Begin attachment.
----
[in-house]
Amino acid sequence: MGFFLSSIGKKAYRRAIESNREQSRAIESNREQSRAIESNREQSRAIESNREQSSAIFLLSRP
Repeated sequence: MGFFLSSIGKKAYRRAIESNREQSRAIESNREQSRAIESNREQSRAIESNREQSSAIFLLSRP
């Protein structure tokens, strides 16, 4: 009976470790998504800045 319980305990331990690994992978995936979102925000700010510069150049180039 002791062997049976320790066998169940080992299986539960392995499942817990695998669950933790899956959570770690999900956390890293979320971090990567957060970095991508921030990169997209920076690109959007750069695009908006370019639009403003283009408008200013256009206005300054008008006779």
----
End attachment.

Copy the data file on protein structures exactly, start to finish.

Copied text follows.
[in-house]
Amino acid sequence: MGFFLSSIGKKAYRRAIESNREQSRAIESNREQSRAIESNREQSRAIESNREQSSAIFLLSRP
Repeated sequence: MGFFLSSIGKKAYRRAIESNREQSRAIESNREQSRAIESNREQSRAIESNREQSSAIFLLSRP
């Protein structure tokens, strides 16, 4: 009976470790998504800045 319980305990331990690994992978995936979102925000700010510069150049180039 002791062997049976320790066998169940080992299986539960392995499942817990695998669950933790899956959570770690999900956390890293979320971090990567957060970095991508921030990169997209920076690109959007750069695009908006370019639009403003283009408008200013256009206005300054008008006779």